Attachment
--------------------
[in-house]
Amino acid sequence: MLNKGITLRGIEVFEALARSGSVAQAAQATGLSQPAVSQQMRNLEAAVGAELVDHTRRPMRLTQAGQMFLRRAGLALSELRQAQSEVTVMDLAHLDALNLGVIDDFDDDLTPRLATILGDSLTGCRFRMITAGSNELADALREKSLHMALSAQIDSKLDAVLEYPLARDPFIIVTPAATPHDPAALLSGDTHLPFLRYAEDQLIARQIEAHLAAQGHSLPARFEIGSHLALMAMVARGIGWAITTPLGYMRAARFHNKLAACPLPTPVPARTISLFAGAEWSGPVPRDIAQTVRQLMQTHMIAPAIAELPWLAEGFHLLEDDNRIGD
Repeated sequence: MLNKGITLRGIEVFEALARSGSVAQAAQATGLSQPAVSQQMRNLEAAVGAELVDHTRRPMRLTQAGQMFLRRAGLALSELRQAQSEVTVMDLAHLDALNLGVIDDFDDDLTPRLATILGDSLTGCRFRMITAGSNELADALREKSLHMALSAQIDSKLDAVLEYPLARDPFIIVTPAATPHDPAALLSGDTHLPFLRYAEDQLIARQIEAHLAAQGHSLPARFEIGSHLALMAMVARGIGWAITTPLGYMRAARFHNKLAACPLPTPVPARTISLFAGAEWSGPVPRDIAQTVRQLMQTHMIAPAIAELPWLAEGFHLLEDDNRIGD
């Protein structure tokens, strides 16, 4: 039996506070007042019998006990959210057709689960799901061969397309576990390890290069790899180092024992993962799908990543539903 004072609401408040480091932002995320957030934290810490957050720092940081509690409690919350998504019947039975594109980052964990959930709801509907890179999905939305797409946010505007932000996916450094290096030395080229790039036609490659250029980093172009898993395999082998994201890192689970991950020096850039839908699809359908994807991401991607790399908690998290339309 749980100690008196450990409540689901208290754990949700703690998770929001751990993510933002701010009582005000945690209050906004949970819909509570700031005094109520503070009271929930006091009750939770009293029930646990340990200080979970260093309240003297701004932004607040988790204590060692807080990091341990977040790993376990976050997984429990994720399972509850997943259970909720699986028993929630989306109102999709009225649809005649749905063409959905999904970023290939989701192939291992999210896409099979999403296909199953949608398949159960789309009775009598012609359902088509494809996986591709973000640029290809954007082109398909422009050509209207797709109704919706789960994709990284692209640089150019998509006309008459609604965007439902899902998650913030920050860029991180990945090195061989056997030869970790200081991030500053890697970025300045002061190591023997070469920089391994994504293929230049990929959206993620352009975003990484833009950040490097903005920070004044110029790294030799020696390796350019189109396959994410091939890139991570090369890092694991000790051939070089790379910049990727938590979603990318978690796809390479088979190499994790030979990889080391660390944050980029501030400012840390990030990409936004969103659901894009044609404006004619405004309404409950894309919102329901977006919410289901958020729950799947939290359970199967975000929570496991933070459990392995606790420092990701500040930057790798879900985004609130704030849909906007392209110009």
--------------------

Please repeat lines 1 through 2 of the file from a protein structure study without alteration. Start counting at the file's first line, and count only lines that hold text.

[in-house]
Amino acid sequence: MLNKGITLRGIEVFEALARSGSVAQAAQATGLSQPAVSQQMRNLEAAVGAELVDHTRRPMRLTQAGQMFLRRAGLALSELRQAQSEVTVMDLAHLDALNLGVIDDFDDDLTPRLATILGDSLTGCRFRMITAGSNELADALREKSLHMALSAQIDSKLDAVLEYPLARDPFIIVTPAATPHDPAALLSGDTHLPFLRYAEDQLIARQIEAHLAAQGHSLPARFEIGSHLALMAMVARGIGWAITTPLGYMRAARFHNKLAACPLPTPVPARTISLFAGAEWSGPVPRDIAQTVRQLMQTHMIAPAIAELPWLAEGFHLLEDDNRIGD